Rex Ryan wants to throw a monkey wrench the size of a mastodon's leg into opposing teams' hopes whenever they play the Jets in their sparkling new $1.6-billion stadium.
"Where most teams get a three-point advantage playing at home," Ryan told Newsday, "I want to make that at least a touchdown advantage. Our new stadium, man, I can tell you this: It is a tough place to play."
He added, "We want it to be the top. Our goal is to have the worst place to play - No. 1, the type of team we have and the type of fans and environment that we can create."
By actually having a stadium they can call their own, even though it's still technically shared by the franchise whose name was written all over the old stadium, the Jets are enthralled with the potential of a greater sense of home-field advantage.
In the three games in which New Meadowlands Stadium was decked in green colors and equipped with the special bells and whistles that make it genuinely feel like the Jets' home, they've outscored opponents 66-44 and have a plus-eight turnover margin.
They handed the Patriots their lone loss of the season and took down Brett Favre and the Vikings before a national television audience. Their lone blemish was that season-opening one-point loss to the Ravens.
"That's something we want to take pride in," said running back LaDainian Tomlinson, who appears to feed off the Jets' home crowd as much as anyone does. "When we play in our stadium, we want to make it as difficult as possible for people to play there. Playing at home should almost be a sure win for us because of our crowd.
"That crowd is unbelievable and we should take our game to another level."
The stadium's construction appears to help crank out the decibels. The way the bowl is shaped allows the sound to engulf the field. Plus, behind both team's benches, there are open areas where fans can stand and watch the game at field level, letting the opposition have it in ways that just weren't possible at Giants Stadium.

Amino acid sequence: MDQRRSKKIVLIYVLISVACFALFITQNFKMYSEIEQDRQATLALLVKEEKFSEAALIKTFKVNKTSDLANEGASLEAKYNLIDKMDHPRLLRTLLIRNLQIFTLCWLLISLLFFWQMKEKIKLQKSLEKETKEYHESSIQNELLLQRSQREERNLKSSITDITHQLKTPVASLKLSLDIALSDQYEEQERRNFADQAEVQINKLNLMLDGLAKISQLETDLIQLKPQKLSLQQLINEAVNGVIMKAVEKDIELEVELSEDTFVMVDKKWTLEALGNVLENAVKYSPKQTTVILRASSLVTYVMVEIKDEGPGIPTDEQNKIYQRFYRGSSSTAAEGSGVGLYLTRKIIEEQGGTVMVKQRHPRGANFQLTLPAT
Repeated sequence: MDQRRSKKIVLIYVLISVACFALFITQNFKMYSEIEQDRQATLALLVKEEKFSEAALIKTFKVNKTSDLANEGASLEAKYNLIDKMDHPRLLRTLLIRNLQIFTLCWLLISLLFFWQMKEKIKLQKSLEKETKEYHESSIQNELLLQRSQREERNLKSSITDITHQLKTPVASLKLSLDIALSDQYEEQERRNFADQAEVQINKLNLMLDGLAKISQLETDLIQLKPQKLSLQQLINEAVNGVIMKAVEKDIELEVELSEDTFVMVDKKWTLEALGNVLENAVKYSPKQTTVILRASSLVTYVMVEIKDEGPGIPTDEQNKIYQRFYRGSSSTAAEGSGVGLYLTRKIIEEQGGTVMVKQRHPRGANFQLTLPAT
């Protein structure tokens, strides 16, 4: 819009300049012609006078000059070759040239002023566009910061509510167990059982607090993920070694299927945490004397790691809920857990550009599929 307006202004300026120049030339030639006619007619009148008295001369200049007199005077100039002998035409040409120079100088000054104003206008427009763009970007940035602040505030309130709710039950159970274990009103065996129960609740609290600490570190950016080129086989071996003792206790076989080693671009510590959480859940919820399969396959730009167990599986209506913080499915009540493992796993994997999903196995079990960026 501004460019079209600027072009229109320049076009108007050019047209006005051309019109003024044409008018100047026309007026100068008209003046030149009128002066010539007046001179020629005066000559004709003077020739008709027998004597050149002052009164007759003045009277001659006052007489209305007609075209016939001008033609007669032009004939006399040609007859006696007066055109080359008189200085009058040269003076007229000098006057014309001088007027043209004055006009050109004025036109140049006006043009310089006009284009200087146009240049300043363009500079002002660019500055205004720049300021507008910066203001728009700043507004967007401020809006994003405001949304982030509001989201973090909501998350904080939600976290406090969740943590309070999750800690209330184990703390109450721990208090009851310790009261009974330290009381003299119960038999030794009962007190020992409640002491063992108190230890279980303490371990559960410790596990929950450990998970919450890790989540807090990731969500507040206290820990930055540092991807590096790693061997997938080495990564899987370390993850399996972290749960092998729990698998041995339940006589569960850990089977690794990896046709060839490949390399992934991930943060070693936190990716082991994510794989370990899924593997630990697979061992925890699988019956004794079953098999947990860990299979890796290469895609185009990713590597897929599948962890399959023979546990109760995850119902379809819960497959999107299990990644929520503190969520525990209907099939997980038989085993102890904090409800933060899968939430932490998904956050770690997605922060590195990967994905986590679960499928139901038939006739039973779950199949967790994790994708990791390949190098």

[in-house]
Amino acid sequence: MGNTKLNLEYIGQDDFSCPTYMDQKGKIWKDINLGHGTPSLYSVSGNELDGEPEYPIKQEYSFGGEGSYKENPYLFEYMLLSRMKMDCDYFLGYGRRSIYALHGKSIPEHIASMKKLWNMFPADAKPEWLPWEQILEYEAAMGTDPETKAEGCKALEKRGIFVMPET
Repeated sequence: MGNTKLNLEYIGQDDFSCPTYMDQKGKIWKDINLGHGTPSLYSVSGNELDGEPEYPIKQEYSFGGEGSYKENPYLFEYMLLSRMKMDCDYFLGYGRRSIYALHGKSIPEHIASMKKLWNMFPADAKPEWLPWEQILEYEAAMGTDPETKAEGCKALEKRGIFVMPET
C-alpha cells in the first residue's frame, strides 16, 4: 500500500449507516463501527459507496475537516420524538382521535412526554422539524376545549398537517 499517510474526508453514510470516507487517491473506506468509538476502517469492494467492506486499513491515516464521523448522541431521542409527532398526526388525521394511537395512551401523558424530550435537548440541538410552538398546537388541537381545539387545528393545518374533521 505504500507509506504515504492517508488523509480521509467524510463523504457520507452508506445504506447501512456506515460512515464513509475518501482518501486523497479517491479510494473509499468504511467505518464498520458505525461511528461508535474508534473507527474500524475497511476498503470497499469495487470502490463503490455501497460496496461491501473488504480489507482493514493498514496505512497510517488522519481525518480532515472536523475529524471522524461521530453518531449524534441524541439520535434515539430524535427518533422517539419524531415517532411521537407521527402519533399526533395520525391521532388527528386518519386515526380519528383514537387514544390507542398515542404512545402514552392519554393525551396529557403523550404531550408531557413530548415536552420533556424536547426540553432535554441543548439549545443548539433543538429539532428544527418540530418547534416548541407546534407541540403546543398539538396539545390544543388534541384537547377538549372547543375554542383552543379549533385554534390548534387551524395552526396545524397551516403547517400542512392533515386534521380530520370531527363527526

"They are right on top of you, even though it's huge," Ryan said. "You feel their presence and, man, I'm just telling you it's special. It gets me going. I will come out and look and I'm like, 'Whoa, baby! Look how many Jets fans are here!' I love it. I mean, it's awesome. What a great football field. You come to New York, it's like, you don't want to be a visitor coming into our stadium."
The Jets want their digs to mirror Qwest Field, that rocking, deafening place in the Pacific Northwest that makes you feel as though you're standing in the middle of a JFK runway while a fleet of Boeing 777s motor by for takeoff.
"We hope that it can be like Seattle's," linebacker Bart Scott said. "Seattle is a tough place to play, a tough environment. It's a commitment from the fans. The fans determine that and we determine it a little bit because we have to play good football so our fans can be excited. But ultimately, it's up to them.
"We need them to be jacked up and be with us, whether we're winning or losing. No matter what, they need to be unflappable."
In other words, just be what Ryan defines as a true Jets fan.
"They are loud, they are aggressive, they are kind of mean-spirited to the other team," Ryan said. "They are good people but they are mean-spirited, and that's what it takes. You want to get a home-field advantage, those are the characteristics of the fans that I want to have, and just loyal as heck to your football team.
"They demand a lot of things from your team, and that's good. They want to win as bad as we do, and part of that is, 'Hey, do your part. Fill our stadium up. Let's go and let's stay after that team.'
" . . . This is a beautiful stadium, but it's only beautiful for us. It's horrendous for visitors.
"Fans want to come in with different jerseys in our stadium? Whoa. Don't come in our stadium with other stuff. You need to have Jets stuff on, and you'd better be cheering for the Jets, because we are going to beat you in the field and I'm not responsible for what happens [after that]."